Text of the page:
Yesterday, my dad and I went to lunch at a Logan's Roadhouse here. If you don't know, it's one of those places where they give you a bucket of peanuts, and there can be shells all over the floor. Now my dad is in his 80s, white-haired, and has just finished up with treatments for prostate cancer, so isn't as spry as he might have been, and it shows. I have mobility problems, and use a walker.
The greeter asks where we would like to be seated, booth or table. I say booth would be best (but that a table is okay, too), and my dad requests one as close as possible. (The place has many empty seats). She walks past many empty booths and tables, to the opposite corner of the restaurant, and finally seats us at just about the farthest booth possible. It's far enough that I need to stop and catch my breath a couple of times, as well as be wary of peanut shells and an area of standing water I'd rather not trip on.
We are lucky enough to get an attentive, generally excellent server (different from the greeter), and my dad asks her if there is a manager available.. (We make it clear it's not about her). Manager comes by, and we politely suggest that when the greeter sees a customer with a walker or other mobility aid, or otherwise clearly not the best ability to walk, that they should be offered a table/booth that's close by, if at all possible. At very least, they should be asked would they prefer a close table, or is one farther off sufficient. The manager says he understands. "Great," I think. Maybe next time this won't happen. My estimation of his level of understanding drops when he then says "Would you like to move to a closer table now?" Um, no thank you. We've already walked to the back of the restaurant and are settled, it's pointless now. We'd have to walk back anyway either way.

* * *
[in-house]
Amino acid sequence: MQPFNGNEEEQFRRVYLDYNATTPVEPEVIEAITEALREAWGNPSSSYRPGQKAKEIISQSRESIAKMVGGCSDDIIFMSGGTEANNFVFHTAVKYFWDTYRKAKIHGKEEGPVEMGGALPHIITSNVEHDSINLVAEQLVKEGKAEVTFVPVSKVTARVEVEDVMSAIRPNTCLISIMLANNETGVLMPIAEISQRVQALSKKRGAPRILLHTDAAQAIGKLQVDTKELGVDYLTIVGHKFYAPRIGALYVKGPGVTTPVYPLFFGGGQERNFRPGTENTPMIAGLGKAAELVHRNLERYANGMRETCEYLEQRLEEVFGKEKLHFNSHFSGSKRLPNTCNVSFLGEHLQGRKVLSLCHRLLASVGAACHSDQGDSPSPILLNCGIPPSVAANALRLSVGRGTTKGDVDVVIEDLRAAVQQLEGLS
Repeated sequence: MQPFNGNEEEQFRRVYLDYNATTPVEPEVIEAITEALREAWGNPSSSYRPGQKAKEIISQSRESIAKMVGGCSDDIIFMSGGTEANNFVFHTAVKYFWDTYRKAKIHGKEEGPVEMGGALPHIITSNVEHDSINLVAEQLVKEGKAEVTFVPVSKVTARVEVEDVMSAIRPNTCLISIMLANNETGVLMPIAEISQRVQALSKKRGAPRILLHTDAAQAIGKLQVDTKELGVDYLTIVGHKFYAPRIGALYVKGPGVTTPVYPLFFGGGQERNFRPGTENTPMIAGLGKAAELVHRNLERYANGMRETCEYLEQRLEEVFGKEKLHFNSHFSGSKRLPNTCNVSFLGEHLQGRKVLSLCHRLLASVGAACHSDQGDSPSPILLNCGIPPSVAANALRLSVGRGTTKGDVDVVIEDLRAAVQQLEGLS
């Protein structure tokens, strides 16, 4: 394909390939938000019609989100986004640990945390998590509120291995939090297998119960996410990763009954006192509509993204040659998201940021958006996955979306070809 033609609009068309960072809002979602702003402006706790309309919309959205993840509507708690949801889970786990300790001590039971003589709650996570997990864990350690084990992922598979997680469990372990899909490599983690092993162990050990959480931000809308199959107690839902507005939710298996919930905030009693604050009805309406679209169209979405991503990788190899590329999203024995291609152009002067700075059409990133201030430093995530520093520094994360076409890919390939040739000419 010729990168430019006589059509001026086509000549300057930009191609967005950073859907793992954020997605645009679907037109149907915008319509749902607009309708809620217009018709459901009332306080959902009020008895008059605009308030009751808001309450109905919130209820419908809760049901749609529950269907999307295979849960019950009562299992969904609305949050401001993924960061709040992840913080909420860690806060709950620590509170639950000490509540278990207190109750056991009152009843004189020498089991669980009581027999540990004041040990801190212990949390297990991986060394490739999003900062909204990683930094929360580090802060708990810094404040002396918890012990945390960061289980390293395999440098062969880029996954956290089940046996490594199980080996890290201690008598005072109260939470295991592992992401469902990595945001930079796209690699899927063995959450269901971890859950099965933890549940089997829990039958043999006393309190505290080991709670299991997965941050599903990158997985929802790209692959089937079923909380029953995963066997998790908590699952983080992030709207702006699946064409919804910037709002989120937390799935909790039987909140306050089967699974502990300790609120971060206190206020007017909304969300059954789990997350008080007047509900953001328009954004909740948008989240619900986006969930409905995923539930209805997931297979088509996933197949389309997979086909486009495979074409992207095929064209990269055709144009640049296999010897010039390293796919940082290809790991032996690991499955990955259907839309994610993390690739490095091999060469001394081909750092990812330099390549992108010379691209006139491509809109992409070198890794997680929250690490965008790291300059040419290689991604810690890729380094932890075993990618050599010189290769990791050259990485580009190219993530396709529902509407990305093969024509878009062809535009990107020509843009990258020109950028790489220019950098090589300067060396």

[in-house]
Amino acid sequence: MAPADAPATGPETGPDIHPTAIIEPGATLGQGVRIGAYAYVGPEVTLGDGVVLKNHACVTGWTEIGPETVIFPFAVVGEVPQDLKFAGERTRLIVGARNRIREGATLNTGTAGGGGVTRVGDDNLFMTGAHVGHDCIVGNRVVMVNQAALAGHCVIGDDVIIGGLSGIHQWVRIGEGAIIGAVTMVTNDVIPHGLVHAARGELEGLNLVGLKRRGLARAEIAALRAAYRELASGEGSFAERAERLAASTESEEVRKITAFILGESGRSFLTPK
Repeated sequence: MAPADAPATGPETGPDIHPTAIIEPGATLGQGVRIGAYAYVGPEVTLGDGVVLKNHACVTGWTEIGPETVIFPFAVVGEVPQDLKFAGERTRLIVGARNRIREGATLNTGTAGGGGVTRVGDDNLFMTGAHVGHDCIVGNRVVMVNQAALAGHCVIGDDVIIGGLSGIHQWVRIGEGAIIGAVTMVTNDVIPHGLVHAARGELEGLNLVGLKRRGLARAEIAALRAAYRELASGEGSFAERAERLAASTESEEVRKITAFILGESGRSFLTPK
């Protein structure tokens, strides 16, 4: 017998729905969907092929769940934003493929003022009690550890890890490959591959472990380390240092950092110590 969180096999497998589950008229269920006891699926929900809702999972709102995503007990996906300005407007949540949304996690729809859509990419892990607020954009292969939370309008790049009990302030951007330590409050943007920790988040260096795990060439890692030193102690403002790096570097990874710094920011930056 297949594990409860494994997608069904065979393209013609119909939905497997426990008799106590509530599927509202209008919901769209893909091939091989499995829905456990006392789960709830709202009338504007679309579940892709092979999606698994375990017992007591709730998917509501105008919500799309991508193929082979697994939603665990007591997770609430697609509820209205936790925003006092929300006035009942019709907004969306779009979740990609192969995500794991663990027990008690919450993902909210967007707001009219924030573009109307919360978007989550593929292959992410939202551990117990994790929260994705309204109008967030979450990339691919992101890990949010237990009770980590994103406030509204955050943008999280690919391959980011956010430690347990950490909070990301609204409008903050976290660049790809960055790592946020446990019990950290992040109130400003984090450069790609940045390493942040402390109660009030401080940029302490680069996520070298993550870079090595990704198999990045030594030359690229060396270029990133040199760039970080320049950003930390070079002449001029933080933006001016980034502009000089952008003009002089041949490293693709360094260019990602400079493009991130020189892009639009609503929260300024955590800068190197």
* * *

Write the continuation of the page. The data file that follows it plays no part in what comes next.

Now Logan's has been very inconsistent for us, foodwise, so I asked if the steak I was thinking about looked good that day (sometimes they've been tough and stringy). The server said she had never had a bad one, which wasn't my typical experience. Still, I decided to go for it. I guess she passed on her good luck, because mine was the best I'd had there. (And OT for this comm, she nicely followed up to be sure it was good.)
Am I wrong in thinking a sensible greeter would have given us the option of closer seating -- especially when directly asked?
TL-DR= Restaurant seating person sees elderly man and disabled (walker using) woman, ignores request for close seating, walks past many empty booths and tables and sits us about as far away as possible.